Patient StoryMay | 10 | 2018
The Cancer Center’s Story Project is an effort to capture stories from our community of patients, friends, family, clinicians, and staff who have been affected by cancer in some way. This is Michelle's Story.
- Michelle was diagnosed with breast cancer in November of 2016 and throughout her treatment has learned the importance of taking care of yourself first. Michelle’s sister, Melanie, has been by her side every step of the way.
- "If you’re still and you listen, there’s this innate wisdom within every cell of your body and your entire being that supports you and holds you up."
"I have stage four breast cancer. When I was diagnosed in November 2016, it was stage three so it has progressed, and the journey has been a whirlwind of everything. It’s been a lot, and it’s gone so quickly."
"In November of 2016 I was a school counselor working with kids ages K-5, taking care of about 650 kids. And you know if they’re having a good day or a bad day or whatever, they want to come see Ms. Wong. I really was just managing everything, and making sure that everyone else was taken care of and at the end of the day not really taking care of myself. I felt like I was moving as fast as I could and trying to get as much accomplished as I needed to."
"I’ve been reading a lot of spiritual books lately, and metaphysically they say breast cancer is about people who are not taking care of themselves, or who are not allowing nourishment into their own lives, but instead are so outwardly taking care of everything else. In that respect, I think that I’ve changed a lot because now it’s selfishly about me. I’m not afraid to cancel on plans or have someone have an expectation of me that I can’t meet or exceed. I just take time to do me. I feel like for a long time there wasn’t anything that I wasn’t able to do. I had to always under promise and over deliver, where now I feel as though I don’t owe anybody anything and I’m just here doing me and living my life. In that respect, there has been a little more ownership and accountability for me and what I want to do. Rather than 'how can I help you' and basing my worth off of how I’m helping other people, I am just being and existing as who I am."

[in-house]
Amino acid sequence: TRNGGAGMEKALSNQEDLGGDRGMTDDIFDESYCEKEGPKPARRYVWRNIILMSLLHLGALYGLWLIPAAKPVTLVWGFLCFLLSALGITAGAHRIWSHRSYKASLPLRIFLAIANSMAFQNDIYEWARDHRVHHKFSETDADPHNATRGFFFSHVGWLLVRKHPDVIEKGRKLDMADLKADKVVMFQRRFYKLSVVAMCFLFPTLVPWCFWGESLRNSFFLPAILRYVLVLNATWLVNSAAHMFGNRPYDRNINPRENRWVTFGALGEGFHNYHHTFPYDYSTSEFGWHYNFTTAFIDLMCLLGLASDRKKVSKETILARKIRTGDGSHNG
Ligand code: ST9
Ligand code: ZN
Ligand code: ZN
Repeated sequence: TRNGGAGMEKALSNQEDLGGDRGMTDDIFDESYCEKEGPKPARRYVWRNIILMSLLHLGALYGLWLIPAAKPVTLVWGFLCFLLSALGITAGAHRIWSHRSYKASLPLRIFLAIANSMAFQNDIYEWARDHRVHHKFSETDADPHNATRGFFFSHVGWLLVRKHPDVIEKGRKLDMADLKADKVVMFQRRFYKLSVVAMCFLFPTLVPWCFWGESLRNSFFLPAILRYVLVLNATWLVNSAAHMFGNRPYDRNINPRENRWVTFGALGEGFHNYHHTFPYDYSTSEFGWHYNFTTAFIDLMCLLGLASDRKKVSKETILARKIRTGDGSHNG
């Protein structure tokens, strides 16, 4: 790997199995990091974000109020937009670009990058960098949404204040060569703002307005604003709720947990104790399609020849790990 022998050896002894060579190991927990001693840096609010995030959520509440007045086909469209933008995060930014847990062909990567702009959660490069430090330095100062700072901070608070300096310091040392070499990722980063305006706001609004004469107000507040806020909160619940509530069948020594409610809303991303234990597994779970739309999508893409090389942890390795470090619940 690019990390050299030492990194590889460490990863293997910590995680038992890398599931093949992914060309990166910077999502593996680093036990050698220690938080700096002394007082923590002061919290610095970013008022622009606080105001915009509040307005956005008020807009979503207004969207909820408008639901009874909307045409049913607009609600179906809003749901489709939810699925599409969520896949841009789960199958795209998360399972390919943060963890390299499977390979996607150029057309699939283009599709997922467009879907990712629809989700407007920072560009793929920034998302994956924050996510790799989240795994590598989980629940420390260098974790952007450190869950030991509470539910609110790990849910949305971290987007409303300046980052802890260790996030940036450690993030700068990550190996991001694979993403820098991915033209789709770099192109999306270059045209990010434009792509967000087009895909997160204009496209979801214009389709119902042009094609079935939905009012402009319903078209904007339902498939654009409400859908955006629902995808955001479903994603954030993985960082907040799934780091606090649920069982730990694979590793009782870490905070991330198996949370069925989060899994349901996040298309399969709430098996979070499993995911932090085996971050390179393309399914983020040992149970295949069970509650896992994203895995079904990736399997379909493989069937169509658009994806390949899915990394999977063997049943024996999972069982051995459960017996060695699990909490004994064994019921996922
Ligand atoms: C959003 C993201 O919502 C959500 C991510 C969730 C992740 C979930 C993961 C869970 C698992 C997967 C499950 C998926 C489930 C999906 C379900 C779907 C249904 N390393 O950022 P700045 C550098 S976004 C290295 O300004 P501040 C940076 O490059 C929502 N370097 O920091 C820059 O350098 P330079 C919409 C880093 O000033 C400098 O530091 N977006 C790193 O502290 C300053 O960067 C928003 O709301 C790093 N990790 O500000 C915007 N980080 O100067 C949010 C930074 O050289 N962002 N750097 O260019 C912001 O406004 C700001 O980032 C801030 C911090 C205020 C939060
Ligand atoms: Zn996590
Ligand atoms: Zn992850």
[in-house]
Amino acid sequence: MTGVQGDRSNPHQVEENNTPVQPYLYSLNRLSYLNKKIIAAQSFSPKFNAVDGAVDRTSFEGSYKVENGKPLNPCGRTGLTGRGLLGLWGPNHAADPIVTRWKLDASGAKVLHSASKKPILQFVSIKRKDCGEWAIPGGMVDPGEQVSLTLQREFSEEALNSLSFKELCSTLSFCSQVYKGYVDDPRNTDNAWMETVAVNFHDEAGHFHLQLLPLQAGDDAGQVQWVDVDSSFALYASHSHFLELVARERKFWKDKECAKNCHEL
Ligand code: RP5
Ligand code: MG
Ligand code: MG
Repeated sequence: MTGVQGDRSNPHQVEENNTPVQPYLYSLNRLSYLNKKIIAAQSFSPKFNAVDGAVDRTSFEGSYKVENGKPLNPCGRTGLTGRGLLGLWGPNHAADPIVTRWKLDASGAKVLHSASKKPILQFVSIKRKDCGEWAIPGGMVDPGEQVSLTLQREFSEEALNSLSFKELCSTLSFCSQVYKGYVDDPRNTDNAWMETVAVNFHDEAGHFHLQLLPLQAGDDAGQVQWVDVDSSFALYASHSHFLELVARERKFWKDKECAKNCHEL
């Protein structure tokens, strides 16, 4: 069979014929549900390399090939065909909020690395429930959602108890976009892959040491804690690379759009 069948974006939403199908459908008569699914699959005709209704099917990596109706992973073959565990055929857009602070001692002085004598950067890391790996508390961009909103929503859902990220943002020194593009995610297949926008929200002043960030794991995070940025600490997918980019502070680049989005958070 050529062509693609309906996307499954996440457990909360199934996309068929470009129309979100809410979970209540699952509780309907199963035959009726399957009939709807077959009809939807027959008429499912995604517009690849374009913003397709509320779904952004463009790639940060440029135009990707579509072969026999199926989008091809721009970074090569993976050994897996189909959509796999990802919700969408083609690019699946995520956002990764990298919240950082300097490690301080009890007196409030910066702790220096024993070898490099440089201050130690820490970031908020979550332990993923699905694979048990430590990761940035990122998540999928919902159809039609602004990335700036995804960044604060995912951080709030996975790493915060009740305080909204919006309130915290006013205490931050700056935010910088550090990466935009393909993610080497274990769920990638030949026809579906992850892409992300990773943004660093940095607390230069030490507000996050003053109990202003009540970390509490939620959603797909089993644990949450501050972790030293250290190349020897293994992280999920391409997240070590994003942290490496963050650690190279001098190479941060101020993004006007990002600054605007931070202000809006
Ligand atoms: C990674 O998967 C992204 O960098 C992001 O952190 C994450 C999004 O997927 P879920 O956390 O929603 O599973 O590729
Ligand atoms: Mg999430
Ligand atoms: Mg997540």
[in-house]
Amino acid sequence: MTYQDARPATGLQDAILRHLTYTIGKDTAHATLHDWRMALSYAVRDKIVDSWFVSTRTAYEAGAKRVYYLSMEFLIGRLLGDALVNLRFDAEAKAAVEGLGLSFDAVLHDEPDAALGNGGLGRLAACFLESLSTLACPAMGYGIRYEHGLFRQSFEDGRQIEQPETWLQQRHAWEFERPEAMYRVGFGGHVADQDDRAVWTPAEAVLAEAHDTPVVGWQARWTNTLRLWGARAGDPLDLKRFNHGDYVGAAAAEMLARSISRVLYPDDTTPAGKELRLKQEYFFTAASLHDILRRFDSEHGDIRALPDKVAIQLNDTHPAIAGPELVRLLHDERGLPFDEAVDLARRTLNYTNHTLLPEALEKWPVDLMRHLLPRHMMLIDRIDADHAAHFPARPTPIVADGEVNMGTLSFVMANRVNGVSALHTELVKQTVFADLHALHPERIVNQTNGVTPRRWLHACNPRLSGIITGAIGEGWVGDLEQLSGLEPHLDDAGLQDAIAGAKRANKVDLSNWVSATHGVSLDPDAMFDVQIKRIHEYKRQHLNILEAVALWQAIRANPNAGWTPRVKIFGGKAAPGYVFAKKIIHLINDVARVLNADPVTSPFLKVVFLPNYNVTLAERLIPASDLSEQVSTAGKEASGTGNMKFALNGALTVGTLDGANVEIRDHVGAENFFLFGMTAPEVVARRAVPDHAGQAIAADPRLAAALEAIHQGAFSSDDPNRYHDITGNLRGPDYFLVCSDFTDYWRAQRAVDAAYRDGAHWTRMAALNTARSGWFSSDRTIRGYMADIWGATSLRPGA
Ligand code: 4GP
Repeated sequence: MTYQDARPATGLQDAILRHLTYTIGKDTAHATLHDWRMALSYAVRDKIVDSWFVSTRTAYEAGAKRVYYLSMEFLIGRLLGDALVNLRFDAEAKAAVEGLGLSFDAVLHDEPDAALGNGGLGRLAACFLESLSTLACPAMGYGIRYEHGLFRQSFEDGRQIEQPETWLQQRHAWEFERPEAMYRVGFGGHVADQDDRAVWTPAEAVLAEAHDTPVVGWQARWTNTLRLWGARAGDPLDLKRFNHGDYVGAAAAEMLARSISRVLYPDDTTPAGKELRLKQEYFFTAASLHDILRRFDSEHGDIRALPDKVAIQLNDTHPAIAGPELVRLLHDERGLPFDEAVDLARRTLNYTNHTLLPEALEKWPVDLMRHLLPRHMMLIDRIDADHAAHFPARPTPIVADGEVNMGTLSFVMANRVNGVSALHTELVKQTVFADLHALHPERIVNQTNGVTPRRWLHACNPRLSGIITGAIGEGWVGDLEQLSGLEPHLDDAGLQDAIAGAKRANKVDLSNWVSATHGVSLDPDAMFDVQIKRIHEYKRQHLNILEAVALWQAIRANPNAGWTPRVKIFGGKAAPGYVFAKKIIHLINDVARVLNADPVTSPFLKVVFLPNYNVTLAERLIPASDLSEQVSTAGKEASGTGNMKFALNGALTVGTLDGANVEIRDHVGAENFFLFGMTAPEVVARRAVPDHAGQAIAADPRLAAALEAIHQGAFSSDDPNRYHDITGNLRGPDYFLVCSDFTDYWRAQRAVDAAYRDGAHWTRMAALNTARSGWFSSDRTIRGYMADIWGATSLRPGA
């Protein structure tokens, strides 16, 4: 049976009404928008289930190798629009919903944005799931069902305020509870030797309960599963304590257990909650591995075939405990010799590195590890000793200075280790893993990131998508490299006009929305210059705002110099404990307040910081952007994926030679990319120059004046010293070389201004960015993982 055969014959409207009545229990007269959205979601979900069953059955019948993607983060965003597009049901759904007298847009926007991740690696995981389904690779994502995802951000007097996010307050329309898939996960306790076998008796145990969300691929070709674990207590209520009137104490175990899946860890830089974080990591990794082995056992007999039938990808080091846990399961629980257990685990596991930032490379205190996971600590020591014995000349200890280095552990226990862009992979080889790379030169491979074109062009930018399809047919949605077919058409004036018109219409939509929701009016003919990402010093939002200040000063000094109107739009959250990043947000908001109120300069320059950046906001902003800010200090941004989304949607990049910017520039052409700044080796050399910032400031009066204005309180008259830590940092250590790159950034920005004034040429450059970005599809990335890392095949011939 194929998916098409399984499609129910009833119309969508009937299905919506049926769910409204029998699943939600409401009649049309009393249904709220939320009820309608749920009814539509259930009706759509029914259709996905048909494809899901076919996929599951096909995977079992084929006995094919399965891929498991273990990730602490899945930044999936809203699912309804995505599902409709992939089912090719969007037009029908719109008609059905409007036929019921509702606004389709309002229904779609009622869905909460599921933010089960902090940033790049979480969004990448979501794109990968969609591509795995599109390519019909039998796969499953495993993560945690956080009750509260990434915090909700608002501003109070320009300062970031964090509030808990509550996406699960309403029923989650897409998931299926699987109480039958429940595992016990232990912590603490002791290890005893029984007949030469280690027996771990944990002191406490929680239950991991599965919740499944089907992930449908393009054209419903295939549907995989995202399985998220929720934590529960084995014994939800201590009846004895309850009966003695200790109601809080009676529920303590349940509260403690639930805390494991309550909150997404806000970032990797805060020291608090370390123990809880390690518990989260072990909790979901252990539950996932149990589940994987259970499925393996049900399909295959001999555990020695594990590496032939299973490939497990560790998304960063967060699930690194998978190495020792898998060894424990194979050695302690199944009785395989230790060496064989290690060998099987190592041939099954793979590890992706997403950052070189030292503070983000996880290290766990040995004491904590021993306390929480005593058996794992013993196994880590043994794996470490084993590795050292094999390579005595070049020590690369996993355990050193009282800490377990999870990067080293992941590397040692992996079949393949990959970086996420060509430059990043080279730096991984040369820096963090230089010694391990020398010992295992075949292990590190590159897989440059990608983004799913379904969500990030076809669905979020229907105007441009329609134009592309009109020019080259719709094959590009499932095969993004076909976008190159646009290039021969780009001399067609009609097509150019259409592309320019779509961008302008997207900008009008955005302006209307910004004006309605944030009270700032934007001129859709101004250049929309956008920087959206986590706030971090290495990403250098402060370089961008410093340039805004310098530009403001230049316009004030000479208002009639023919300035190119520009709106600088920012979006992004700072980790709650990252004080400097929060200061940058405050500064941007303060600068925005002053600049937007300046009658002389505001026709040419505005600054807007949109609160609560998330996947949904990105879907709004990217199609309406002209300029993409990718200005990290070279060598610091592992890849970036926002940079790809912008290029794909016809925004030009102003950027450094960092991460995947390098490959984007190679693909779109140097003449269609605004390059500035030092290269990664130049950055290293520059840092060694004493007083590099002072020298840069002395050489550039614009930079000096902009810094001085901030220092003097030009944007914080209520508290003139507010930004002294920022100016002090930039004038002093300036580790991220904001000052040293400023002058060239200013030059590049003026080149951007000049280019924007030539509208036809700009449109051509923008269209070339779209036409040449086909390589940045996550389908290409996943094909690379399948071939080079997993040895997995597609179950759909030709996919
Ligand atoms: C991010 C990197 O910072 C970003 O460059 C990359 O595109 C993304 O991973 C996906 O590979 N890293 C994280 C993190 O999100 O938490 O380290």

"I’m not working so I find that with a lot of my free time I’m reading and reflecting and contemplating life. I just feel like there are so many layers and I’ve been peeling back the onion everyday, regardless of what I’m going through. If you think every day is a routine and everything’s going to be the same Monday and Friday or the same as Tuesday and Wednesday, it’s not like that. I’m just happy to wake up and be alive every day. Before, I was up when the alarm went off. I had things to do, things to accomplish. But now if it becomes 12 o’clock and all I did was sit in my bed with my pajamas on and read a book, then I’m fine with that."
You are here with your sister Melanie; how has she helped throughout all of this?
"It’s very interesting; like I said I was working at a K-5 school, working as a school counselor, and Melanie had taken time off from work and was traveling the world. She was going to Southeast Asia and Bali and Thailand and taking pictures with elephants and getting $10 massages and Instagramming it all, while I felt like I was going crazy here. But, at some point there I got my diagnosis and she got on the first flight home and has been here ever since."